Wednesday, November 30, 2011

Ukraine Sets Up Hooligan Monitoring Force

KIEV, Ukraine -- Ukraine's interior ministry has set up a special unit (NFIP) to prevent known football hooligans from attending matches at the 2012 European Championship in the country, local media reported on Wednesday.

"We have created a special unit within Ukraine's interior ministry, which will monitor football hooligans and 'ultras' registered in European and Ukrainian databases," said Alexander Birsan, deputy head of the Ukrainian committee preparing for Euro 2012.

"The creation of NFIP was a UEFA initiative. In the NFIP databases, all the football hooligans are recorded by name and UEFA uses our information in case they need to prevent those fans from attending certain matches."

The NFIP has already started its activity, the press reported.

On the eve of the Champions League match between Ukraine's Shakhtar Donetsk and Russian champions Zenit St Petersburg on October 19, the NFIP supplied Ukraine's border guards with information that allowed them to prevent seven Russian ultras from crossing the border.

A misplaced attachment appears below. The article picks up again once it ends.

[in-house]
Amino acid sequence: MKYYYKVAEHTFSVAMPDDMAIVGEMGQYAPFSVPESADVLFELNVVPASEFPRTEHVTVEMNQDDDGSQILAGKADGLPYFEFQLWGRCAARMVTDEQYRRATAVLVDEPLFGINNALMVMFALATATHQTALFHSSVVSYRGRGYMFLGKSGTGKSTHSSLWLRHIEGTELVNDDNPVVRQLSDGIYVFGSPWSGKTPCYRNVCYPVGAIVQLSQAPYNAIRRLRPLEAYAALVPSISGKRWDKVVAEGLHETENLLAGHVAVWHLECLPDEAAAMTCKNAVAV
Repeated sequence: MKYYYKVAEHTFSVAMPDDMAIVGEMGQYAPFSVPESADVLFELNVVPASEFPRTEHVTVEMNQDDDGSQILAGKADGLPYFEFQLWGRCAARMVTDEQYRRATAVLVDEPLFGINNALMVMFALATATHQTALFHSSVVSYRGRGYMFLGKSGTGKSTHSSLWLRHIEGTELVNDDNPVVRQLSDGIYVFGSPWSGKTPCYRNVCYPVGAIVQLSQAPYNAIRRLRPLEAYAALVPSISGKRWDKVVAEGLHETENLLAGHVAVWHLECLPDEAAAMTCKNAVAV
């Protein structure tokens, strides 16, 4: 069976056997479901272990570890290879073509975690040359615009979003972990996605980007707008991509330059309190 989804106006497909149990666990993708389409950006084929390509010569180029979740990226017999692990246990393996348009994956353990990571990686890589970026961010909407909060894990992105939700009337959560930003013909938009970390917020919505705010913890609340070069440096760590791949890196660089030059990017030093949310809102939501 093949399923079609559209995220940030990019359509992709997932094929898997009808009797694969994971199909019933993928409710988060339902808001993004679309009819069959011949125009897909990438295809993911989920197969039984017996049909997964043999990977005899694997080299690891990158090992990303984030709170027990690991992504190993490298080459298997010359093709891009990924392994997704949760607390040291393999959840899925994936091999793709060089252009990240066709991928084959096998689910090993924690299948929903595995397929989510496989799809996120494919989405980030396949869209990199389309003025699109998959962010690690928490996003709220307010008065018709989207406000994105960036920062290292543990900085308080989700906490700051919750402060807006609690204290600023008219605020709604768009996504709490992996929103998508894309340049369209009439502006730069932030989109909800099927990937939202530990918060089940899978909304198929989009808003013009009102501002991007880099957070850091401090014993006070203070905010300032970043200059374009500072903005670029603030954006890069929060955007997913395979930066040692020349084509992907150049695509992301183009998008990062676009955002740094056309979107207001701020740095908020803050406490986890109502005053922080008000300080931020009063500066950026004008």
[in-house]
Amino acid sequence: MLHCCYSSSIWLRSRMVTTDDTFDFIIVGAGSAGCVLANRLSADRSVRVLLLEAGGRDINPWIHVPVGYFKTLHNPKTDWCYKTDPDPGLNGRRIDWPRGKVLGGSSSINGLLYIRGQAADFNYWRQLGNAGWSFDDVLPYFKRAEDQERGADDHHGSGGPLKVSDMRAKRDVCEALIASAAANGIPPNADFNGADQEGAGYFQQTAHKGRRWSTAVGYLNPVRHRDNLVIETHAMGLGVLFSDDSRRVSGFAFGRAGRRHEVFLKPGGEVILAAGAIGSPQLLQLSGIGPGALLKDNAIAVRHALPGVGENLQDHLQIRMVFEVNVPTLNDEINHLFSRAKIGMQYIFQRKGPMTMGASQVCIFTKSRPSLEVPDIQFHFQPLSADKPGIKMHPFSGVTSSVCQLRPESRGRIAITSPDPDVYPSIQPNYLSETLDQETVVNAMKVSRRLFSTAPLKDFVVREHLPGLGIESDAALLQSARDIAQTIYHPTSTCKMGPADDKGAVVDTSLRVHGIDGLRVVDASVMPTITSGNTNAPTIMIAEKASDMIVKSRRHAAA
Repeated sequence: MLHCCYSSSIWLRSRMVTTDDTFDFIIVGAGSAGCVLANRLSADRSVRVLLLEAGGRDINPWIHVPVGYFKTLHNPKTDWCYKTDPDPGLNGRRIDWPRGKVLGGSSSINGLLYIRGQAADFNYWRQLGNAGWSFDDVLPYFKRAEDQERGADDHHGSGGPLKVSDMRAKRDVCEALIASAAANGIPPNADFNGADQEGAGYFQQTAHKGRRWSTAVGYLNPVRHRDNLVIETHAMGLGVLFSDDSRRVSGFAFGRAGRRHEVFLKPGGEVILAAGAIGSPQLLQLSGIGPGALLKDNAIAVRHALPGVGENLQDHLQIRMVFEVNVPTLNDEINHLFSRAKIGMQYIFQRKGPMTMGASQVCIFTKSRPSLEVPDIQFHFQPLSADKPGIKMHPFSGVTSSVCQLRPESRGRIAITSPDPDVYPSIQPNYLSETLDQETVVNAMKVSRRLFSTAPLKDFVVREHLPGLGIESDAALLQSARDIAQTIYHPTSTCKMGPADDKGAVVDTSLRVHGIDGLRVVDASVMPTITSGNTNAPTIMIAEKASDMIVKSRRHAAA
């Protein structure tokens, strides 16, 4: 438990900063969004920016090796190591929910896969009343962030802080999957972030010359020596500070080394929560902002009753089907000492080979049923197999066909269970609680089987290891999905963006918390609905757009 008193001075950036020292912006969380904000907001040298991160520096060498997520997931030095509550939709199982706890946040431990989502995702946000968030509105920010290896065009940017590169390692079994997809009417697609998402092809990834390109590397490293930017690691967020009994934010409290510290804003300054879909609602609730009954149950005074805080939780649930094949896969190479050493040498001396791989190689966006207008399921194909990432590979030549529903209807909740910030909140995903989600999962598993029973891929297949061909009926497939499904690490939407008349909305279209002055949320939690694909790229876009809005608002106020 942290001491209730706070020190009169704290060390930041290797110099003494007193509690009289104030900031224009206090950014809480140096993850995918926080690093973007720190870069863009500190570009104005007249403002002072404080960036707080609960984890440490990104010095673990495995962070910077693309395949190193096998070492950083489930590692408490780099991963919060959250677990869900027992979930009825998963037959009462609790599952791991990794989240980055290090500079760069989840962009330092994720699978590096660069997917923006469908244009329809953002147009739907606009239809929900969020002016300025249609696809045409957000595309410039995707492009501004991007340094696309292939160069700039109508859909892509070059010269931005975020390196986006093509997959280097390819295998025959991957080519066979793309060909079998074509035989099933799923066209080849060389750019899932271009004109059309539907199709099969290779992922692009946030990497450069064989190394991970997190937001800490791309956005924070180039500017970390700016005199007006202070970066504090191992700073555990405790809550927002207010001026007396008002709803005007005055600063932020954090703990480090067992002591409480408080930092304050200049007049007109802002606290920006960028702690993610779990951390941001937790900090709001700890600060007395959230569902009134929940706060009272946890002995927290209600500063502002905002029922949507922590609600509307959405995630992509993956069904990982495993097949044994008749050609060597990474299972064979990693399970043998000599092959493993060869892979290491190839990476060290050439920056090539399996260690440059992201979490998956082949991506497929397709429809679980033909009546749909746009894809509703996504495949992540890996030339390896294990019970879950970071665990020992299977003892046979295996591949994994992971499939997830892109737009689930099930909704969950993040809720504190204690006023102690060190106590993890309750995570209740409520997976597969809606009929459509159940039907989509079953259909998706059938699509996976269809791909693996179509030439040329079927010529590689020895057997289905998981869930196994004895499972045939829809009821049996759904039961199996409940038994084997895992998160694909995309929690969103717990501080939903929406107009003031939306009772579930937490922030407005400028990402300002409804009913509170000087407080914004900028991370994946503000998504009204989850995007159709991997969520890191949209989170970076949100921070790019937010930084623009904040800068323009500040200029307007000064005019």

"The majority of ultras were prevented from making the trip to Donetsk," Birsan said. "It's evidence that our system is already working and that its work is successful."

Ukraine is co-hosting Euro 2012 with Poland.

Source: Football UK

Ukraine Veterans Clash With Police In Kiev Over Cuts

KIEV, Ukraine -- There have been clashes in the centre of the Ukrainian capital Kiev amid a protest by veterans from the Chernobyl disaster and the Soviet-Afghan war of the 1980s.

Police moved in when protesters tried to block traffic and set up tents. Several people were wounded.

The protesters chanted “shame” as they demonstrated against cuts in pensions and benefits.

The former Soviet republic is trying to reduce its public deficit to secure funds from the International Monetary Fund.

The death of a protester in Donetsk on Sunday night has fuelled their anger.

The 70-year-old man died as police evacuated the protesters’ camp.

Emergency services said he had previously been suffering from chest pains.

“I came here to protest in Kiev because of the man who died in Donetsk,” said an Afghan war veteran called Mykola.

“He was the one who made the rich people the billionaires they are. This man died after working for them for 40 years. They came and stole everything; he was simply trampled on.”